“The War to End All Wars” or so everyone thought in 1918 when the Armistice was signed. Unfortunately, the Second World War would come less than thirty years later born of economic depression, simmering resentment from the losers, and a wave of fascist nationalism. However, at the time WWI ended, the future was a bright one. The next thirty years would see a time of great excess followed by one of hardship. As the centre of the country, London experienced both the highs and the lows amidst the political turbulence that came with them.
What happened immediately after was a series of interesting things. First, victorious from the war, David Lloyd George remained Prime Minister even though the Conservatives held the majority of seats in Parliament, thanks to the coalition formed between them and George’s own Liberal Party. However, that changed as George continued to hold meetings and make major decisions behind closed doors. Eventually, he would resign in 1922 and the Conservatives would control the government more often than not. At the same time, soldiers were beginning to return to London. Initially, those who returned home were some of the last to have gone in the first place, but the anger this instilled in longer-serving officers led to a “first in, first out” policy.
The return of soldiers coupled with the decreasing agricultural nature of Britain’s economy led to London’s borders expanding even greater than they had in the previous century. The city actually expanded outside the boundaries of London County and into surrounding Middlesex, Surrey, Kent, Essex, and Hertfordshire, eventually becoming Greater London in 1965. This area grew at an incredible pace as people moved from central London to the outer boroughs. While central London and the inner ring’s population dropped by nearly 350,000 people between 1901 and 1921, the outer ring’s population increased by 300,000 during this time. This necessitated the expansion and modernisation of the city’s roads as the population drifted further from the city centre.
The 1920s proved to be the era of the “Bright Young Things”, which over the States was better known as the “Roaring Twenties”. A generation that had seen the horrors of war was ready to hit the dance floor at the jazz club or sample the latest bespoke drinks at the cocktail bar. While America was experiencing Jay Gatsby, Londoners had Bertie Wooster, both examples of leisurely wealth and irresponsibility that dominated the era. Meanwhile, the women’s suffrage movement gained much momentum during the period, first with a pair of acts that permitted women to serve in Parliament and expanded the number of women who could vote by 8.4 million (provided they were a member or married to a member of the Local Government Register). Ultimately, the right to vote would be extended to all women over the age of 21 in 1928.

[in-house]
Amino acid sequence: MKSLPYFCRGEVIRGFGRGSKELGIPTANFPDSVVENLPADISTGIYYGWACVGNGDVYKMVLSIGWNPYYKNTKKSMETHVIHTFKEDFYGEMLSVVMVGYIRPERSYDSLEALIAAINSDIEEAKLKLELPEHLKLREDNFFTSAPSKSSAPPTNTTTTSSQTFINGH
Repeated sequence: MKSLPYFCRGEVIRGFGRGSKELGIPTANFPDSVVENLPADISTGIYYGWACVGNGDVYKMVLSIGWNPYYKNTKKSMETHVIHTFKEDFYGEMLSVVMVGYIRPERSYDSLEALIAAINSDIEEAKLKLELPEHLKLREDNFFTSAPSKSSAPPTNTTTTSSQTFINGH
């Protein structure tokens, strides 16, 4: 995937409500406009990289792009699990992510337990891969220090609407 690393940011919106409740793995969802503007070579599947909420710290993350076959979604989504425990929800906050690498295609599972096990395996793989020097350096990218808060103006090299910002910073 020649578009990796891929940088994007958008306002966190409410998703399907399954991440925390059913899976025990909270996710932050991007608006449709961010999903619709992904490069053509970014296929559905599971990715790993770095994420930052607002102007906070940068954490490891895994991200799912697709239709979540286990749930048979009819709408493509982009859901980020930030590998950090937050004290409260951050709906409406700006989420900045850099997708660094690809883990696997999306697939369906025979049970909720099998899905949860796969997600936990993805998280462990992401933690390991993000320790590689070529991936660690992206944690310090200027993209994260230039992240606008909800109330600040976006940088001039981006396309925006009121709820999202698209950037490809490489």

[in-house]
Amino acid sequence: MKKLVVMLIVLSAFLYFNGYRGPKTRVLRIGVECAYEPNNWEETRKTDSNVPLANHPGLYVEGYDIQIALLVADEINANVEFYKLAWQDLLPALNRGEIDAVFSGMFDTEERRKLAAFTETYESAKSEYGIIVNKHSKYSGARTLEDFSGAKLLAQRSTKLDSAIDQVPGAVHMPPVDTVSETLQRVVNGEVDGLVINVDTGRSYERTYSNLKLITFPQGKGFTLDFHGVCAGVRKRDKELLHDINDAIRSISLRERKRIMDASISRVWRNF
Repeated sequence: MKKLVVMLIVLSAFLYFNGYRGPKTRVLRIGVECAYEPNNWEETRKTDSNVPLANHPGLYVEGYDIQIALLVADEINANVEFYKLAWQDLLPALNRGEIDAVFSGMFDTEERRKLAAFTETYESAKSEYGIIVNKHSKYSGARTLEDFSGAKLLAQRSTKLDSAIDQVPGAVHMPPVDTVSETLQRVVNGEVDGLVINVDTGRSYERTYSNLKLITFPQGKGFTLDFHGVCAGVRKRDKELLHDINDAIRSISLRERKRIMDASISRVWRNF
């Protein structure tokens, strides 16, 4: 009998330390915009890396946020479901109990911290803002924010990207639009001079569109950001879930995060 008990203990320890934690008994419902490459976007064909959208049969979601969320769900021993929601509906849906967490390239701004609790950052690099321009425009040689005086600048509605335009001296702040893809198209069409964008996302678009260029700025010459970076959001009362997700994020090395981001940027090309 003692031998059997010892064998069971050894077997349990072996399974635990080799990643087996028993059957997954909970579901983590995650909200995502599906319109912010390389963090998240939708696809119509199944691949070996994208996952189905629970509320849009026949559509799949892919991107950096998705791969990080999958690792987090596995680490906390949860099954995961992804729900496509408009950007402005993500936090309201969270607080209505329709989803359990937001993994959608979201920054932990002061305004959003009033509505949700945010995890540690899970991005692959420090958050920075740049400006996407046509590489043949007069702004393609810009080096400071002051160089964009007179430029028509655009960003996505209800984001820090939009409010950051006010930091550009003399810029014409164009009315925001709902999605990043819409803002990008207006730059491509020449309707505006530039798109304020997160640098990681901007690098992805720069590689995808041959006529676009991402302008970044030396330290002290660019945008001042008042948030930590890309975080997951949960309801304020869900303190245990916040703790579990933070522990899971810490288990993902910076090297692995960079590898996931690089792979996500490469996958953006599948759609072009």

London’s economy never really experienced the boons that society did. An economic slump resulted postwar that could have been worse had women not entered the workforce in WWI and fought to stay there, resulting in better unemployment numbers than if they’d gone home after the men returned. This may have helped London during the Depression, which managed to have an unemployment rate of 5.6% even as the rest of the country suffered. While the nation’s economy worked to recover, on the continent, a new threat was beginning to surface. As Hitler rose to power and Jewish families began to feel the oncoming threat of his Aryan ideal, many fled persecution in Germany to resettle in the West End. This spurred a new wave of anti-Semitism personified in the British Union of Fascists under Oswald Mosley, and this organisation clashed violently with British Communists and Jewish residents in the Battle of Cable Street in 1936.
As the 1930s carried forward, Stanley Baldwin gave way to Neville Chamberlain and a policy of appeasement to Hitler’s Germany. Ultimately, this would prove to be a failed policy and Chamberlain hung on for a while after Hitler invaded Poland, ultimately giving way to Winston Churchill. As tensions continued to rise, London prepared itself to see war yet again. A city that had gone from a happy and prosperous period relatively untouched by economic depression, would soon find itself yet again in the grips of fear and another threat of violence that it had known not even thirty years beforehand.